Drawing up workwear policies can be tricky, as a person’s attire has the potential to significantly alter their confidence, productivity, and overall sense of wellbeing. So, how can you keep employees happy while ensuring that your workforce looks the part? Here are few tips for avoiding discriminatory practices.
1. Get to know the Equality Act
The Equality Act 2010 offers clear guides about how to avoid discrimination against certain groups. Protected characteristics include those related to disability, age, gender reassignment, maternity, pregnancy, sexual orientation, religion, and marital status.
Technically, there is no strict law about setting dress codes in the workplace. It is relatively common for men and women to be assigned different dress codes, with some workplaces asking men to wear ties, for example. While you may wish to include this kind of rule, it is worth considering whether it is strictly necessary or reflects your brand image. Historically, some companies’ dress codes have resulted in sex discrimination cases, causing reputational issues and potential emotional distress.
2. Make adjustments for individuals with special requirements
Some employees may require special workwear adjustments to account for physical disability or other limiting conditions, maybe even simply thinking about maternity requirements. Remember – not all disabilities are visible, and some employees may require reasonable adjustments to ensure they feel comfortable and confident at work. When supplying workwear we use suppliers that consider diversity in the workplace and can help you show you have considered aspects of workwear that make employees feel safe, comfortable and empowered.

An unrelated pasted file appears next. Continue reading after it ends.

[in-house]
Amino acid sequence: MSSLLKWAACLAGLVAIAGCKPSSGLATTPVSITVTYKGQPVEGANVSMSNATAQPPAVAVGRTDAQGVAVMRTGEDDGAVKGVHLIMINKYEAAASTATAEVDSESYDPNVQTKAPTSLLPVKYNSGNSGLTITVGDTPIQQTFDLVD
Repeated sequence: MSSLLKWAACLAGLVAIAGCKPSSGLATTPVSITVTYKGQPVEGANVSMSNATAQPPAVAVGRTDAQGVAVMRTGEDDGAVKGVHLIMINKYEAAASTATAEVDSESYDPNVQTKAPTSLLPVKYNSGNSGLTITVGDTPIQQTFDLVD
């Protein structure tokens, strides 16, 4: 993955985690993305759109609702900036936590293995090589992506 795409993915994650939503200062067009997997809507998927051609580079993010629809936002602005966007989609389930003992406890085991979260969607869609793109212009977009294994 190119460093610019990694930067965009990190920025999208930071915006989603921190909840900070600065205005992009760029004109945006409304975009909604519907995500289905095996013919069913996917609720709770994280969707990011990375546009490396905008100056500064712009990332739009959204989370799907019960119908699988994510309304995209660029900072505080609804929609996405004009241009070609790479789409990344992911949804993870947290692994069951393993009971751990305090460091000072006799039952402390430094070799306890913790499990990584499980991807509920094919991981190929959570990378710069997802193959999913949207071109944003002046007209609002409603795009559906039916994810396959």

3. Think carefully about the motivations behind your dress code policies
Don’t simply add dress code policies for the sake of it. Take into account issues such as your brand image and health and safety before setting rules in stone. Define the purpose of your uniform policy, it will add greater clarity to how best to achieve it and help you explain it staff. For more details look at our guidance on this.
4. Consider assigning business-bought uniforms
Purchasing and assigning a uniform for your workforce is one of the easiest ways to circumvent issues related to discrimination. As well as promoting a sense of equality between employees, uniforms can engender feelings of togetherness and promote productivity. In the hospitality industry, for example, research has shown that wearing a uniform can positively influence a worker’s job satisfaction.
5. Ask for employee input
Remember to ask your employees for their opinions about their workwear options via an annual survey or poll. This will ensure they feel respected and listened to. When HeathBrook work with you we include employee on job audits and feedback surveys as part of our service. We also run workshops and can work you to engage employees through rollout strategies.